Down the home stretch in the Missouri governor’s race, contender Nicole Galloway holds a narrow lead – financially speaking – over incumbent Mike Parson.
The state auditor’s Galloway for Missouri campaign has reported $6.88 million in receipts versus Gov. Parson’s $5.68 million, according to Missouri Ethics Commission filings through the third quarter. In the most recent filing period, Oct. 1-22, Galloway’s tally was $835,015 while Parson’s came in at $597,452.
But dollars don’t always equate to votes. The issues matter. Springfield Business Journal asked each candidate to respond to three issues: COVID-19, workforce and educational development, and infrastructure.
It’s the first governor’s election cycle for Parson, who was sworn into the office by the Missouri Supreme Court in mid-2018 following Eric Greitens’ resignation.
Since the pandemic hit the Springfield area in the spring, there has been a call to action from local and state leaders when it comes to fighting the virus.
Parson said the plan he put into place early on is the one he would continue to follow. Dubbed the Show Me Strong Recovery Plan, it includes widely available testing, accessible supply of personal protective equipment through the Google PPE Marketplace, and facilitating economic relief grants.
He cited the plan’s track record: “We took the fatality rate from almost 8% down to 1.4%; makes a real difference in people’s lives,” he said. “We went from testing 2,000 a week in this state to 125,000.”
Throughout the pandemic, Parson said he has been transparent on his stance regarding a masking rule. And while Springfield Mayor Ken McClure wrote a letter to Parson asking for a statewide masking mandate, Parson is against the idea.
“Everybody needs to do their social distancing, the 15 minutes, the mask, keeping your hands clean,” said Parson, who favors personal responsibility over mandates. “But to really prevent the virus, it’s all three.”
In addition, Parson said he would not require everyone to get a vaccine, once it is available.
“Do we really want one person in the state of Missouri to say that every man, every woman, every child has to take a vaccine?” Parson said. “I would never ask a parent to put something in their children’s body without their saying. I don’t think any elected official should use their powers to do that.”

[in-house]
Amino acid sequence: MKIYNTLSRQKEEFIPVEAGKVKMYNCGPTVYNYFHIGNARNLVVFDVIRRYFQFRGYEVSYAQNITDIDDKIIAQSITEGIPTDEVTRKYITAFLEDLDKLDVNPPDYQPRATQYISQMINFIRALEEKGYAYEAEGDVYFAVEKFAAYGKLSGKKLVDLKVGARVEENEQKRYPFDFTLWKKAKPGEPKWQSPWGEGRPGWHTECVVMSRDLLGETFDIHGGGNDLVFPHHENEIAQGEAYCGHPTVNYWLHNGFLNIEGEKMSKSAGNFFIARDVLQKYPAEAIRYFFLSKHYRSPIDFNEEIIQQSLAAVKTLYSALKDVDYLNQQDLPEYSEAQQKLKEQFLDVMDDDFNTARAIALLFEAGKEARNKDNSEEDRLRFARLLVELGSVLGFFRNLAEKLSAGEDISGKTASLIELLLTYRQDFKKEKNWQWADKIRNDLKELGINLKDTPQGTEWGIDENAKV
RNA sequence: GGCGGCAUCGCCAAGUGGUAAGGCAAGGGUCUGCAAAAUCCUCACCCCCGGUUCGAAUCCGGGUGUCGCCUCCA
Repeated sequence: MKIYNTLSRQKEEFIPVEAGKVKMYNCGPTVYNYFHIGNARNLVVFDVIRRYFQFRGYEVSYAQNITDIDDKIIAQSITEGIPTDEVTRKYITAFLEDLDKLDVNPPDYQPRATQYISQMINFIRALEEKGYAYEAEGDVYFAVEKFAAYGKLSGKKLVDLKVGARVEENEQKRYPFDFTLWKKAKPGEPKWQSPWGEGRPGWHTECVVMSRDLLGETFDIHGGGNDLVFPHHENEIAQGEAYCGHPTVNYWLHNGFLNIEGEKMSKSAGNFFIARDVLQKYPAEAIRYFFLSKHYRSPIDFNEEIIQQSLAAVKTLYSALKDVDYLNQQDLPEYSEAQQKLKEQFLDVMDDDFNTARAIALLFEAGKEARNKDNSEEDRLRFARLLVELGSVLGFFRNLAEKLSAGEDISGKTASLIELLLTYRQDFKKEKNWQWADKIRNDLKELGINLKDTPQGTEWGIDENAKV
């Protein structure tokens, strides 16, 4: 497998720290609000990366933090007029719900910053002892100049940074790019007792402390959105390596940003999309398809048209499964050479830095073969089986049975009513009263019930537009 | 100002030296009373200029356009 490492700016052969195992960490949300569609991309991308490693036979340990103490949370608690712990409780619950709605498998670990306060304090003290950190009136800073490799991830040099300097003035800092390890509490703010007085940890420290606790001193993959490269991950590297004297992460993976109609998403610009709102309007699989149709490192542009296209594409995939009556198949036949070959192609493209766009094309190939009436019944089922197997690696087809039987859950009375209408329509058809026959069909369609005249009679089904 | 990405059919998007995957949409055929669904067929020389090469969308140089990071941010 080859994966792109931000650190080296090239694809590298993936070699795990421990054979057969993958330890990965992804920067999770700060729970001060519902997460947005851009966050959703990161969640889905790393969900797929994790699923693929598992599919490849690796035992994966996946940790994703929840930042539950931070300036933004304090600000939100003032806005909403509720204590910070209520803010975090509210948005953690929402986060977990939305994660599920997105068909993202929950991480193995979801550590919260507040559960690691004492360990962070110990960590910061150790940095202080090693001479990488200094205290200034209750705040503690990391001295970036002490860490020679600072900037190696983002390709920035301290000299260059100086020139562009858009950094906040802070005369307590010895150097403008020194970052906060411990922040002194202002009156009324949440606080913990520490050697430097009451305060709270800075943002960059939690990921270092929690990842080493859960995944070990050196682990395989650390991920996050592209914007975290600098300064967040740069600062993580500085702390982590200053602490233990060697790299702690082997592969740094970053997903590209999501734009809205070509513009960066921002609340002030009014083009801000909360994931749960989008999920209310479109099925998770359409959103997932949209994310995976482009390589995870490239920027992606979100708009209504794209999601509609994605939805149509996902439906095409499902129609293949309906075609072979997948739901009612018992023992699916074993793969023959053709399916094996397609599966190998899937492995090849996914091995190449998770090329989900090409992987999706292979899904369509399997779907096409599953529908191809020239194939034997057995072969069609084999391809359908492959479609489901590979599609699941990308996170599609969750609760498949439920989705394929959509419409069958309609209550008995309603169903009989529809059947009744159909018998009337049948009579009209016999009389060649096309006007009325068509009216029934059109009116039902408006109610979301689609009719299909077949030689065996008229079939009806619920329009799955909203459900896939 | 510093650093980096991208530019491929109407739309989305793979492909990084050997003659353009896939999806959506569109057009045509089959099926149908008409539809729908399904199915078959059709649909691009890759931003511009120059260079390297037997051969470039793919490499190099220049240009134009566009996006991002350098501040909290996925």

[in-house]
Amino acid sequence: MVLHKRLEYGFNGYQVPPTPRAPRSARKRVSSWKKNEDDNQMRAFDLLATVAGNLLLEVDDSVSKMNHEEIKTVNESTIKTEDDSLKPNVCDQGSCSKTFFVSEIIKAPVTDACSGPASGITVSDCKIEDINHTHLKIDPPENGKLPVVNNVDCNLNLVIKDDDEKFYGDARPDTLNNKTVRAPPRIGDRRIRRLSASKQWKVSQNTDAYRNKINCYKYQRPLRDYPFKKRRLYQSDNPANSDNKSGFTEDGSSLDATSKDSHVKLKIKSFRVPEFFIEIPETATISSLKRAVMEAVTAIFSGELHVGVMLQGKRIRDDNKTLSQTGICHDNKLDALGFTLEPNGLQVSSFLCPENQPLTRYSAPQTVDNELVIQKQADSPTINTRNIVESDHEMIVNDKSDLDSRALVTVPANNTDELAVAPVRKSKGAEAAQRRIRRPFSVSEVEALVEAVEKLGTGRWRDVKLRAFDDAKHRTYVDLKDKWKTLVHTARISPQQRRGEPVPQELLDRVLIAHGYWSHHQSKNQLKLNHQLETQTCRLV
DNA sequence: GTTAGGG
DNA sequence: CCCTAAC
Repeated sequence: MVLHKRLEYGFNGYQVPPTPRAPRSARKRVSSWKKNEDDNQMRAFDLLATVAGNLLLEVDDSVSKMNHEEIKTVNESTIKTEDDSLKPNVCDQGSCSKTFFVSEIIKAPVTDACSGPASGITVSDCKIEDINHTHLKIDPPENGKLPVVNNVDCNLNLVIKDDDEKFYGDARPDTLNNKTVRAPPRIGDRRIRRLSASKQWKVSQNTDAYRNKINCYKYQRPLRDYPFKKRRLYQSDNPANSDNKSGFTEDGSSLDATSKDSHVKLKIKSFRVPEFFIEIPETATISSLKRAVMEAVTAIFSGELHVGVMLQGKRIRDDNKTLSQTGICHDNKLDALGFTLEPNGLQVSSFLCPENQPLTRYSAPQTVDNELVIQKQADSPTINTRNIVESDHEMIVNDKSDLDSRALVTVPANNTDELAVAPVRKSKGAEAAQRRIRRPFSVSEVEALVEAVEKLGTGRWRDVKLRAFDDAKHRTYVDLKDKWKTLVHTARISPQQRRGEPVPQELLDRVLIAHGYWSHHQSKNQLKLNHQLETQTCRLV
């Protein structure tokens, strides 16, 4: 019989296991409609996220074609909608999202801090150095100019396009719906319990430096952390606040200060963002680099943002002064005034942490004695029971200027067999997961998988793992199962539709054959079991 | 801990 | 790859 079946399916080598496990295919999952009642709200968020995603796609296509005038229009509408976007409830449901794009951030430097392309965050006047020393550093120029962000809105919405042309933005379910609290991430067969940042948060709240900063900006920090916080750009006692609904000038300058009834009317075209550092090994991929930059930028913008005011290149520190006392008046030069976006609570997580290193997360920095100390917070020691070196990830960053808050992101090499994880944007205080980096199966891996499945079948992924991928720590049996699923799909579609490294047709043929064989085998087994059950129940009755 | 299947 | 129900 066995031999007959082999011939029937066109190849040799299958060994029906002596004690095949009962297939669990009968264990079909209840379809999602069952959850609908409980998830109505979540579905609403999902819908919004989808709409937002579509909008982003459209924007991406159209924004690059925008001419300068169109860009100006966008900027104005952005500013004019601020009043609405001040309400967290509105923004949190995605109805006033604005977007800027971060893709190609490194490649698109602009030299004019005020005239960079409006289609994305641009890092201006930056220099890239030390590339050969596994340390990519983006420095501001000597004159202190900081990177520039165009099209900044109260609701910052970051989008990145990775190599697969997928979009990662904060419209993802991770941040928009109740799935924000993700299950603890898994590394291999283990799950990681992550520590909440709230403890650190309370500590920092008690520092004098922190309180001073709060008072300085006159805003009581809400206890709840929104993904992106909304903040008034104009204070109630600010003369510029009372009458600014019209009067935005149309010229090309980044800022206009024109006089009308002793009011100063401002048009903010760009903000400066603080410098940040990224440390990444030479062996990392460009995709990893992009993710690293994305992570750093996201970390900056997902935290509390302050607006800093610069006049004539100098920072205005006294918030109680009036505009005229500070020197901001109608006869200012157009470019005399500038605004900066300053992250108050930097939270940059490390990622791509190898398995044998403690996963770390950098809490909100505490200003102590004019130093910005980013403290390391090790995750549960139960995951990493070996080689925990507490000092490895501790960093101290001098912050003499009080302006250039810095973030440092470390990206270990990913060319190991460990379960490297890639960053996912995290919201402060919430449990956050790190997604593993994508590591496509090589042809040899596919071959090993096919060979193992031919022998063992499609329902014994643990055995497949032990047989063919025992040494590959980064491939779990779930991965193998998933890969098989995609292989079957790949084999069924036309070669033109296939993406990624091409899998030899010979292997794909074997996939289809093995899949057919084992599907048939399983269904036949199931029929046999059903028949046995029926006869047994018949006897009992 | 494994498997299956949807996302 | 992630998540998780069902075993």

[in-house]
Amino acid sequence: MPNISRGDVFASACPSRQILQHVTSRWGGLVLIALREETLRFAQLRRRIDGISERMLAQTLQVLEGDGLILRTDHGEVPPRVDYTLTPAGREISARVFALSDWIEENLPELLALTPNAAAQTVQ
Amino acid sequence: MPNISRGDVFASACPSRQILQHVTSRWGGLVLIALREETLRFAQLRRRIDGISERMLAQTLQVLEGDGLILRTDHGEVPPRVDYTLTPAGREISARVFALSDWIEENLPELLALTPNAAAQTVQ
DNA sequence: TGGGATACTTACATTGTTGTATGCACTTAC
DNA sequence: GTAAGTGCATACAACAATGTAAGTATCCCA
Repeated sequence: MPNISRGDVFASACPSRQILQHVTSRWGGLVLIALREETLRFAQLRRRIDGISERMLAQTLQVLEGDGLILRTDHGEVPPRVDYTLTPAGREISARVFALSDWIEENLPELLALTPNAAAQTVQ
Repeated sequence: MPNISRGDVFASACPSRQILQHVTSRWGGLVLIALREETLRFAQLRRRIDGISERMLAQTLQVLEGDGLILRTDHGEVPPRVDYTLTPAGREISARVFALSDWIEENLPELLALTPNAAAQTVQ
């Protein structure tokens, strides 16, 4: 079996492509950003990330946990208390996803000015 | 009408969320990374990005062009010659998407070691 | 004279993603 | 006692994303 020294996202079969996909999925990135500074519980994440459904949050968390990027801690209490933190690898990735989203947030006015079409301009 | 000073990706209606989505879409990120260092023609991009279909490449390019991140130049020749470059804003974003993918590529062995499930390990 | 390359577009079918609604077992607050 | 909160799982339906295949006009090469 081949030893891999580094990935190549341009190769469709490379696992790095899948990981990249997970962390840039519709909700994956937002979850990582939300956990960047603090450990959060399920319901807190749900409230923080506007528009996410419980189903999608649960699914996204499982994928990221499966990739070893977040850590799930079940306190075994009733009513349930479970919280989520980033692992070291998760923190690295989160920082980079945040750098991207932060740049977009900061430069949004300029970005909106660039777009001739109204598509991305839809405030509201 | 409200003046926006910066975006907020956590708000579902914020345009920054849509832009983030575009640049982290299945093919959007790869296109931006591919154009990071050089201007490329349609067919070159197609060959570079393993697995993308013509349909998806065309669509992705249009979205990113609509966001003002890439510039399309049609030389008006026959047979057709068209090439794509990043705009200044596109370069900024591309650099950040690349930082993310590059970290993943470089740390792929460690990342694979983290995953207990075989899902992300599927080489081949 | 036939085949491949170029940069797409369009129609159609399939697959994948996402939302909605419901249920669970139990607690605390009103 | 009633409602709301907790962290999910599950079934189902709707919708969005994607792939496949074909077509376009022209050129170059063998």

But Galloway said a reset is needed when it comes to the strategy to fight the virus. Hospitalizations and COVID-19 cases are on the rise, she said. According to the Springfield-Greene County Health Department recovery dashboard, there has been 9,656 COVID-19 cases and 141 deaths as of Oct. 28. In agreement with McClure, she would require Missourians to wear masks.
“It’s a science-backed way, data-backed way to contain part of the virus,” Galloway said.
Her strategy to stop the spread of the virus is based on containment, mitigation and science, she said. The candidates agree testing is key to fighting the virus, but Galloway would like to see more universal rapid testing and a stronger contact tracing program. She said the virus does not respect county lines.
“We need a leader who acts with urgency to get this under control so we can get our lives back,” said Galloway. “Fighting this virus should not be shuttering businesses, closed schools and loss of income.”
Workforce and education
Between income tax cuts, funding for K-12 education and investment in community colleges and training facilities, Parson said he wants to continue the work his office is already doing which is workforce development – a key area of emphasis for his administration.